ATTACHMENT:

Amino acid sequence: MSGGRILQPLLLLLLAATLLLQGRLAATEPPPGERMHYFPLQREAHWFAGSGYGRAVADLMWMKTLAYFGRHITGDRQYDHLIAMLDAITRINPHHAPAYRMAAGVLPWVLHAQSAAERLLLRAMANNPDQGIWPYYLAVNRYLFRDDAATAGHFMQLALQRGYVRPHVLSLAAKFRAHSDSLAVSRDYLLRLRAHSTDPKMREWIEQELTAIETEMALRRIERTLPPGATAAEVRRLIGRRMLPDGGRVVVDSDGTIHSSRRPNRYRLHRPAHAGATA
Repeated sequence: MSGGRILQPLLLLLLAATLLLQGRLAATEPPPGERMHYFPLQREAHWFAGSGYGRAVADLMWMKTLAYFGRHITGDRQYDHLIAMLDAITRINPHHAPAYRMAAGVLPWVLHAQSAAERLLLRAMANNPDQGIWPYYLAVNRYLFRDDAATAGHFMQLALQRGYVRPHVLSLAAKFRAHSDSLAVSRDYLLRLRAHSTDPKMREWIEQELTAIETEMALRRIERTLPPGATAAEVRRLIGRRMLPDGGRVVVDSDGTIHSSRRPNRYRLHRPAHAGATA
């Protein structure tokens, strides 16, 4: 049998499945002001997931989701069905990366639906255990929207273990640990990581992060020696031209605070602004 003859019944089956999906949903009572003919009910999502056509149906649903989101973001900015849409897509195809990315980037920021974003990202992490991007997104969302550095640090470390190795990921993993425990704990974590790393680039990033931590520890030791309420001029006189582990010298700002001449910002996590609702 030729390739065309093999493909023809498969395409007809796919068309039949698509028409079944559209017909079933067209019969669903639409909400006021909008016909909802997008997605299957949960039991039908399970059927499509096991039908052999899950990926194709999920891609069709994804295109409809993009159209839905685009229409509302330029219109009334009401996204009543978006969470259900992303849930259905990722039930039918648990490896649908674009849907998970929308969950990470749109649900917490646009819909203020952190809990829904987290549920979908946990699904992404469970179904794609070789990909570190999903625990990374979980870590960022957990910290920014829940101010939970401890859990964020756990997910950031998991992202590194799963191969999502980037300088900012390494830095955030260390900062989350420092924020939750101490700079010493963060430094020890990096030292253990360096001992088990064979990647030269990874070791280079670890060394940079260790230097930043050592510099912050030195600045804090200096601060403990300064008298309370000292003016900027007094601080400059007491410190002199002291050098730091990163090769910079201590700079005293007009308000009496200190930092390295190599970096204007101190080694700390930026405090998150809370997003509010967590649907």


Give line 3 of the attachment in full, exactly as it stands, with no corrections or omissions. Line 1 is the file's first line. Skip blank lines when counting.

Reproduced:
């Protein structure tokens, strides 16, 4: 049998499945002001997931989701069905990366639906255990929207273990640990990581992060020696031209605070602004 003859019944089956999906949903009572003919009910999502056509149906649903989101973001900015849409897509195809990315980037920021974003990202992490991007997104969302550095640090470390190795990921993993425990704990974590790393680039990033931590520890030791309420001029006189582990010298700002001449910002996590609702 030729390739065309093999493909023809498969395409007809796919068309039949698509028409079944559209017909079933067209019969669903639409909400006021909008016909909802997008997605299957949960039991039908399970059927499509096991039908052999899950990926194709999920891609069709994804295109409809993009159209839905685009229409509302330029219109009334009401996204009543978006969470259900992303849930259905990722039930039918648990490896649908674009849907998970929308969950990470749109649900917490646009819909203020952190809990829904987290549920979908946990699904992404469970179904794609070789990909570190999903625990990374979980870590960022957990910290920014829940101010939970401890859990964020756990997910950031998991992202590194799963191969999502980037300088900012390494830095955030260390900062989350420092924020939750101490700079010493963060430094020890990096030292253990360096001992088990064979990647030269990874070791280079670890060394940079260790230097930043050592510099912050030195600045804090200096601060403990300064008298309370000292003016900027007094601080400059007491410190002199002291050098730091990163090769910079201590700079005293007009308000009496200190930092390295190599970096204007101190080694700390930026405090998150809370997003509010967590649907």